Science: How carbon dioxide makes dyeing better - polyethylene terephthalate
German scientists say SARAH houulton carbon dioxide can be used as a medium for dyeing, not water.
This can solve one of the biggest problems facing the textile dyeing industry: how to remove the color in the waste water.
There is an urgent need for better methods for the removal of dyes from wastewater.
In the UK, for example, the 1989 water act affected the textile industry by formalizing the "paid for by polluters" principle.
Wolfgang Saus, Dierk Knittel and Eckhard Schollmeyer from the Texas Research Center in krefeldand, Germany, gave a little horizontal thought on the issue.
Instead of cleaning up the waste water, they first thought about the idea of not using water (
Journal of text Research, Volume 135, page).
Instead, the medium they choose is "supercritical" carbon dioxide.
At room temperature and pressure, the substance is either a gas or a liquid, which can become a supercritical fluid by greatly increasing the temperature and pressure.
When it is impossible to zone between gas and liquid, such a situation occurs because the substance is in a state between the two.
Carbon dioxide becomes supercritical at a temperature of about 31 °c and at a pressure of 73 atmospheres.
If the pressure rises further, the ability of the fluid to dissolve the substance increases dramatically.
Saus and his colleagues used this improved solubility to dye many artificial fibers, especially polyester pet (
More common in the name of brands such as Terylene and trevira).
Dyes commonly used for this fiber are generally not soluble in water;
Their solubility can only be improved by adding a large number of other chemicals, such as Surface Active Agents and dispersing agents.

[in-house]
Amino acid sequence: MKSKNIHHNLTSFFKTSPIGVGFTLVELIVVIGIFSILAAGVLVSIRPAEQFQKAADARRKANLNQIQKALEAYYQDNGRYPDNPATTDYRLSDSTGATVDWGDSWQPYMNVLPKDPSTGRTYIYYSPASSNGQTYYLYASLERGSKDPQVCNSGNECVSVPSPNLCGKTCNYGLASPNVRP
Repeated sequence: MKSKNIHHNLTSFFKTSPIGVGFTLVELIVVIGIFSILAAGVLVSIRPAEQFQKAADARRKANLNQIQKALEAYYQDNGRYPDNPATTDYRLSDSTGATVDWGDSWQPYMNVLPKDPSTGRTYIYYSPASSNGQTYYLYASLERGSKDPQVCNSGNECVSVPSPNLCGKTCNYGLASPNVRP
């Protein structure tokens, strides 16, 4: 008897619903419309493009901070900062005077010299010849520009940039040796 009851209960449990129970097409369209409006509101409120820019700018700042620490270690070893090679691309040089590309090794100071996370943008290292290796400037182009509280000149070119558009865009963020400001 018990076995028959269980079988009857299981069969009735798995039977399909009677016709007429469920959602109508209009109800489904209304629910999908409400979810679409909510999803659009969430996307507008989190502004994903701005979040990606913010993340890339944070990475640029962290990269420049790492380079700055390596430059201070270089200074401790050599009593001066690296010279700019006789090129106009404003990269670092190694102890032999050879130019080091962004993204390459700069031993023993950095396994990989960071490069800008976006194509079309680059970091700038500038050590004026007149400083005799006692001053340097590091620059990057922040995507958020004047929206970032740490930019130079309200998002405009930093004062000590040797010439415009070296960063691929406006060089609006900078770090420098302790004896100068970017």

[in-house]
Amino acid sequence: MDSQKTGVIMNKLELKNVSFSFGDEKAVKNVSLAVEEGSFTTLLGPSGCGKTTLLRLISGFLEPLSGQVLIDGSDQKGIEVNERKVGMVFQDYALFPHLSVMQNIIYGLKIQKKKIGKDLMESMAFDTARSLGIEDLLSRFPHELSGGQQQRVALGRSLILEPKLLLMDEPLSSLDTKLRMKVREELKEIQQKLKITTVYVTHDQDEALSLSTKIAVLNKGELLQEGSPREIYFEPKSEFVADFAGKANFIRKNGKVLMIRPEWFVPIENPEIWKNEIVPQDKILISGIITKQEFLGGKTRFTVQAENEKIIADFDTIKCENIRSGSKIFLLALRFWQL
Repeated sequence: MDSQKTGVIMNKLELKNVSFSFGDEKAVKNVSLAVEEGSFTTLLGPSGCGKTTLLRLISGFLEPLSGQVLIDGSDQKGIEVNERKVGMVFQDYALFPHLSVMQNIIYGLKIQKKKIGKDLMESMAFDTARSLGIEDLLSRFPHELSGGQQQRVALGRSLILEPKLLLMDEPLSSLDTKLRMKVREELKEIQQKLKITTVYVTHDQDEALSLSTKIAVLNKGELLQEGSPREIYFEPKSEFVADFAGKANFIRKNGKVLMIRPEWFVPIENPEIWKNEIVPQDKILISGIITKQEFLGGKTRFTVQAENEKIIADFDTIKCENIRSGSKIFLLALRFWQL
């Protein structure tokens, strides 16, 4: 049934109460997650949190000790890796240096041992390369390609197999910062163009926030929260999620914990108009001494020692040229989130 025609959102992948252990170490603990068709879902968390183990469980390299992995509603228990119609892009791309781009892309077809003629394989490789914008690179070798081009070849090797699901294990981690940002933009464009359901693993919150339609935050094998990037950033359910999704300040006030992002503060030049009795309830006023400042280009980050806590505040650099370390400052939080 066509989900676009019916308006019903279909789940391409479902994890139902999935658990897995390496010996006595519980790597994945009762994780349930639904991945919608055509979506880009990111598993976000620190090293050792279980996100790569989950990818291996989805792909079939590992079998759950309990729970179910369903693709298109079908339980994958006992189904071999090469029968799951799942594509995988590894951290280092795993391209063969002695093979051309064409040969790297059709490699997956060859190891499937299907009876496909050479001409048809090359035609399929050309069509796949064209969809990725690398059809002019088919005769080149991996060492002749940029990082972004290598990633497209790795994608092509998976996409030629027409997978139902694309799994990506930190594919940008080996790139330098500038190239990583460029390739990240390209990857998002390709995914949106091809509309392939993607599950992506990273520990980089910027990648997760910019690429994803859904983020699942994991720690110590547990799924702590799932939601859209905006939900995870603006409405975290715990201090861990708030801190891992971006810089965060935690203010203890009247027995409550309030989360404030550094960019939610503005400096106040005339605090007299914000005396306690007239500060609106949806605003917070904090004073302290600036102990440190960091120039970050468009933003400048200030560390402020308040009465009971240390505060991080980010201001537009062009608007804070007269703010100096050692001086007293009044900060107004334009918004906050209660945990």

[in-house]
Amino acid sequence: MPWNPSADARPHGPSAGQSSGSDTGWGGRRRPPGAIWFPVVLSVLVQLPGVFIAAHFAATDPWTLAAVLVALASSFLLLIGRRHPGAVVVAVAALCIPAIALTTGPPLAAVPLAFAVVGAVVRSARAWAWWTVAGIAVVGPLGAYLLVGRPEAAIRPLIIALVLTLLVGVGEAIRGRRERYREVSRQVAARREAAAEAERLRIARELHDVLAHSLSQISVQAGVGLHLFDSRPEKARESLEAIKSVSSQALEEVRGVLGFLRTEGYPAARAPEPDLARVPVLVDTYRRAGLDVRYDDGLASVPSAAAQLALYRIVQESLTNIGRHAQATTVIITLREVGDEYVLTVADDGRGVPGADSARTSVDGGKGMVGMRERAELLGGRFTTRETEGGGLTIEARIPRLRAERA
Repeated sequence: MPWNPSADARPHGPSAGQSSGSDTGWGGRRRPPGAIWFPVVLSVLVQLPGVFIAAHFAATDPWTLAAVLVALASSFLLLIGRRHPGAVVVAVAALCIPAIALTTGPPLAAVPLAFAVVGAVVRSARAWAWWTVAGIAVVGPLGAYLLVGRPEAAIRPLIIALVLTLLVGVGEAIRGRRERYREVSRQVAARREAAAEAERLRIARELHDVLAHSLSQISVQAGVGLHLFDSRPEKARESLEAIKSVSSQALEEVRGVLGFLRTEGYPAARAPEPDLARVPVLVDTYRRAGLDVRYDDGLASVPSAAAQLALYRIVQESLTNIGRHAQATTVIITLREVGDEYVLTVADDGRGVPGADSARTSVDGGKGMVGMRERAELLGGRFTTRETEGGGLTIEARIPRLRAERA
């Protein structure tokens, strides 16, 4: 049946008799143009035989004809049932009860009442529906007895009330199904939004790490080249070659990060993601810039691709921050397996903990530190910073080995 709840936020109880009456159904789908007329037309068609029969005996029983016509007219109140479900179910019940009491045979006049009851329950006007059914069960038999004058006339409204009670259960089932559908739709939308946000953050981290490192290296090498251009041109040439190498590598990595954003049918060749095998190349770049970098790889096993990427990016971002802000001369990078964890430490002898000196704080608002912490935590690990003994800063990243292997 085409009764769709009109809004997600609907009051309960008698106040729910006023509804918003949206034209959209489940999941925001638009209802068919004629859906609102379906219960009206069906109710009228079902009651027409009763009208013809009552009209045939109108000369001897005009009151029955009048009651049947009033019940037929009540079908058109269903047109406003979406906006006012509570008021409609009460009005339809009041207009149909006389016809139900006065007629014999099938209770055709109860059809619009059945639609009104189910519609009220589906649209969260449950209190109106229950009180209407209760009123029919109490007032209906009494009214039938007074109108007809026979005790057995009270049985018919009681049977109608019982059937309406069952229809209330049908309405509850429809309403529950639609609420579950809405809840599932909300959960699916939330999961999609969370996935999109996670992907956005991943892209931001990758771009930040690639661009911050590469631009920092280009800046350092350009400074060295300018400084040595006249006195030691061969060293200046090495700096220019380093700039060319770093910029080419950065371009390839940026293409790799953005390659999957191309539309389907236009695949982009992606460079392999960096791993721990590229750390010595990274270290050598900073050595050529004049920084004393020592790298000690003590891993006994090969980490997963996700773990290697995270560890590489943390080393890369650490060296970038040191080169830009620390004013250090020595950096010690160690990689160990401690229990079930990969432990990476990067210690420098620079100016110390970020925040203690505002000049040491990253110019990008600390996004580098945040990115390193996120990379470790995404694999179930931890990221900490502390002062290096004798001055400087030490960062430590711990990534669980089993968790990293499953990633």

However, when using a supercritical fluid such as carbon dioxide, these chemicals become unnecessary because the dye will dissolve in a supercritical mixture of carbon dioxide.
Because there are fewer chemicals to be removed, the problem of wastewater is reduced.
German researchers stain in a container called anautoclave.
They wrap the sample around the perforated stainless steel pipe and place the dye powder at the bottom of the container.
They then fill the container with carbon dioxide gas, heat the gas to the desired temperature, and increase the pressure by constantly stirring.
Then leave for an hour.
After the pressure is restored to the atmosphere, the carbon dioxide evaporates to make the dyed sample completely dry.
In order to remove the double dye powder, it is sometimes necessary to quickly rinse the sample with acetone.
It turns out that this method is also successful not only for PET, but also for nylon and other man-made fabrics, especially bullets
The traditional method of water can't be proved by dyby.
Germany is currently building a pilot plant for dyeing the PET Yarn spool with this new method.
The new method is currently under construction in Germany.